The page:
Ray KK, Seshasai SR, Wijesuriya S, Sivakumaran R, Nethercott S, Preiss D, Erqou S, Sattar N: Effect of intensive control of glucose on cardiovascular outcomes and death in patients with diabetes mellitus: a meta-analysis of randomised controlled trials. Lancet 373:1765–1772, 2009
Design. A meta-analysis of randomized, controlled trials.
Subjects. The meta-analysis included five trials with a total of 33,040 participants. Entry criteria differed among trials, but overall mean age was 62 years and 62% were male. Participants had an average of 8 years' duration of diabetes at entry.
Methods. The goal of the meta-analysis was to compare the effect of more intensive versus conventional glycemic control on cardiovascular outcomes and mortality. Main outcomes of interest included coronary heart disease (CHD) events, including nonfatal myocardial infarction (MI) and CHD death and all-cause mortality. Secondary outcomes included stroke, heart failure, and hypoglycemia. Random effects models were used to combine outcome data across the five trials. Heterogeneity among trials was examined using χ2 and I2 statistics.
Results. Across the trials, intensive glycemic control was associated with a mean A1C 0.9% lower than for conventional glycemic control (6.6 vs. 7.5%). Intensive control was associated with a consistent, statistically significant reduction in nonfatal MIs (odds ratio [OR] 0.83, 95% confidence interval [CI] 0.75–0.93) but had no clear effect on all-cause mortality (OR 1.02, 95% CI 0.87–1.19). For stroke, intensive control was associated with a small, non–statistically significant reduction in events (OR 0.93, 95% CI 0.81–1.06). Heart failure seemed to be increased for intensive regimens that involved the use of thiazolidinediones; intensive regimens were also associated with increased risk of hypoglycemia, including severe hypoglycemia. Available data were insufficient to assess the effects of patient characteristics (e.g., age, duration of diabetes, history of cardiovascular disease, and other concurrent therapies) on outcomes.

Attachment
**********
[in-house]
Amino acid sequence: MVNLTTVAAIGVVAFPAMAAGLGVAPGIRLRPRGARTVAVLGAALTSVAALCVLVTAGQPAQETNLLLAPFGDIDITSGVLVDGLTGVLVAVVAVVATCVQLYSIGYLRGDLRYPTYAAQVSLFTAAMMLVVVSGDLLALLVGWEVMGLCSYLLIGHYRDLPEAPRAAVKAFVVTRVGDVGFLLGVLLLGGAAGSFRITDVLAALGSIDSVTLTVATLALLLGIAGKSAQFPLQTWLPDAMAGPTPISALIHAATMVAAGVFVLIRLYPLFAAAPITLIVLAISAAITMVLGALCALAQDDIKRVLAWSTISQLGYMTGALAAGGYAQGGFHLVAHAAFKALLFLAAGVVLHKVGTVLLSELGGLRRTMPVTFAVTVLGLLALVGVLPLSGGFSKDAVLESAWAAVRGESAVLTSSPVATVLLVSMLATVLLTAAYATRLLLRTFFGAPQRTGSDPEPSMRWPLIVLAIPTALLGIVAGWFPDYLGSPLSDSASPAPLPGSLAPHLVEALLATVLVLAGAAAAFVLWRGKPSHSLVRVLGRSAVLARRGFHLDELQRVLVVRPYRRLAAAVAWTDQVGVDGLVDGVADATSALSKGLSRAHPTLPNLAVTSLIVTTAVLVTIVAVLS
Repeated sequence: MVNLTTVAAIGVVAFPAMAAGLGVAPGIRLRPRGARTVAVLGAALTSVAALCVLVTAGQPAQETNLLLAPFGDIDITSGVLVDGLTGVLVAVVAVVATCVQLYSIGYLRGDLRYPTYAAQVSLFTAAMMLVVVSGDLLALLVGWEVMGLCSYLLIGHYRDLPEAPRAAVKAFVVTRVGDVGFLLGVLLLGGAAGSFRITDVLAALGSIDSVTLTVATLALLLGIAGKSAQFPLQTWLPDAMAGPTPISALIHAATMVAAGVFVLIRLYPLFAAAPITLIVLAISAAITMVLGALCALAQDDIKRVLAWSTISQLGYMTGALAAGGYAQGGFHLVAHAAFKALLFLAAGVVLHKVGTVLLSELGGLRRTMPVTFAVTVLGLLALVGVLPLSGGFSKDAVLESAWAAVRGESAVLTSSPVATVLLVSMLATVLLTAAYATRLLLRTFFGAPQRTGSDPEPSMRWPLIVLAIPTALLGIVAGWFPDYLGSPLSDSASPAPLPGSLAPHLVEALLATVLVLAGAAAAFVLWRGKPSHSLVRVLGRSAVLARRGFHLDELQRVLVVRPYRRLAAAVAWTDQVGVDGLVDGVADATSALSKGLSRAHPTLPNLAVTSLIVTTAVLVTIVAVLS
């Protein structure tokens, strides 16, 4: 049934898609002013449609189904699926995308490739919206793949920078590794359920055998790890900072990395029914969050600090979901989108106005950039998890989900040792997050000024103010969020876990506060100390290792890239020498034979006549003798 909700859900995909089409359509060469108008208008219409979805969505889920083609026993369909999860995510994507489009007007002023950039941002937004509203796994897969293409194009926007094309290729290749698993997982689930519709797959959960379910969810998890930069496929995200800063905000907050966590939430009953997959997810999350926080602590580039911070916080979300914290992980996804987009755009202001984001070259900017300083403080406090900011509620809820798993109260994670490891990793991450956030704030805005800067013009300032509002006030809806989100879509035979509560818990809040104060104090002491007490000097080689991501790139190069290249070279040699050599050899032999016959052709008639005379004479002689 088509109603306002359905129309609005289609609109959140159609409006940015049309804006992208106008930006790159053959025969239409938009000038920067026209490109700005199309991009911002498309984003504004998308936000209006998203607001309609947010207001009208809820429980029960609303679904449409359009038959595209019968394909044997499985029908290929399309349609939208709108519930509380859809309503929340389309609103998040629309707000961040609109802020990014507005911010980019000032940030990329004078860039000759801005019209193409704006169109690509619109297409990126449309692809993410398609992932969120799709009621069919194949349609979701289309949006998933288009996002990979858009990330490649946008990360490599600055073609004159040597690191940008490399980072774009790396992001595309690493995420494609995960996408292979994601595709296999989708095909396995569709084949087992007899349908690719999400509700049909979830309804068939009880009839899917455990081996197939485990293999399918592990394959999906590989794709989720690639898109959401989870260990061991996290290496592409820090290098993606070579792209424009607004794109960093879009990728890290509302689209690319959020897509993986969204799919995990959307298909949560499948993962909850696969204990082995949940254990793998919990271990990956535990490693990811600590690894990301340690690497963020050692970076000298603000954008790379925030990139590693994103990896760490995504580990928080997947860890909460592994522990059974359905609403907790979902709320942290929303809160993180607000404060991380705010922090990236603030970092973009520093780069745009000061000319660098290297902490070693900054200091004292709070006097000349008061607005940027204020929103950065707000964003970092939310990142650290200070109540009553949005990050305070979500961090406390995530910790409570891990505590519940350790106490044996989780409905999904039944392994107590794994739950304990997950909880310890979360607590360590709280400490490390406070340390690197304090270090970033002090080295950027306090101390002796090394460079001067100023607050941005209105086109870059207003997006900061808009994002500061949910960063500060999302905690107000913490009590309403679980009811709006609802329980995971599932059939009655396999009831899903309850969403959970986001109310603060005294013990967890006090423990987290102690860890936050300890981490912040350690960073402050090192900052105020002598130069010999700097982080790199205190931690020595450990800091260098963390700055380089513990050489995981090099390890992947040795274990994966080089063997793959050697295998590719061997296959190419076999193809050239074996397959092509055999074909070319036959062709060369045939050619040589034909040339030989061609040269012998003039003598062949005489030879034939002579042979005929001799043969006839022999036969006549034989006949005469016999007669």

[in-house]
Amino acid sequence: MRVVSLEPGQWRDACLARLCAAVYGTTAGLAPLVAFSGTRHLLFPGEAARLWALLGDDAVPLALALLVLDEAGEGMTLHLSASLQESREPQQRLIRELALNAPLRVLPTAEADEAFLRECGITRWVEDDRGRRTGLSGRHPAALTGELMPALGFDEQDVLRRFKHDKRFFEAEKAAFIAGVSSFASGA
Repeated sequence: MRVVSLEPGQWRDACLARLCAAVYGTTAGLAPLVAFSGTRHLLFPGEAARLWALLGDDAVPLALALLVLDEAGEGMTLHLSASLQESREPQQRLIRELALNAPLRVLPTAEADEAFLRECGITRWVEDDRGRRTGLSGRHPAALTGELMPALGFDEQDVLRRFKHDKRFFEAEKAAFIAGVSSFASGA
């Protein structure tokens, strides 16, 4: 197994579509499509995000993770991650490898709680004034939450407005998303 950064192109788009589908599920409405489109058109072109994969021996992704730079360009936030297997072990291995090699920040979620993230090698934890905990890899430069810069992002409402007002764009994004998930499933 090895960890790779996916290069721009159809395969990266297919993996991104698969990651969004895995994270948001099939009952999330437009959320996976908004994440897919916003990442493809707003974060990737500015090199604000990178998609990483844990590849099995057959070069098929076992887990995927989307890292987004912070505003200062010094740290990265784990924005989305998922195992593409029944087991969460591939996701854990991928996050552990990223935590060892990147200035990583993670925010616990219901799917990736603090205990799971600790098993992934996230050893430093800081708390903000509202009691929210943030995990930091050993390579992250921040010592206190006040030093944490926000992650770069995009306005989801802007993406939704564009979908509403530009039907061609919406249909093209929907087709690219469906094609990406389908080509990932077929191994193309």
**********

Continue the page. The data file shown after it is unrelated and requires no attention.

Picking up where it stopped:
Conclusion. More intensive glycemic control that achieves an A1C of 7.0% and a difference of approximately 1 percentage point compared to conventional therapy can produce a moderate reduction in nonfatal MIs.
The question of whether intensive glycemic control reduces cardiovascular events in patients with type 2 diabetes has engendered a great deal of debate and controversy. Epidemiological evidence has demonstrated a consistent relationship between glycemic control and the risk of cardiovascular events.1 Based on this relationship, many have assumed that interventions that improved glycemic control would also reduce cardiovascular events. However, the publication of the Action to Control Cardiovascular Risk in Diabetes (ACCORD) trial, which found that the more intensive regimen (target A1C < 6%) was associated with an increased risk of cardiovascular death and all-cause mortality, led to questions about whether interventions to achieve more intensive glycemic control were actually beneficial for cardiovascular health in patients with diabetes.2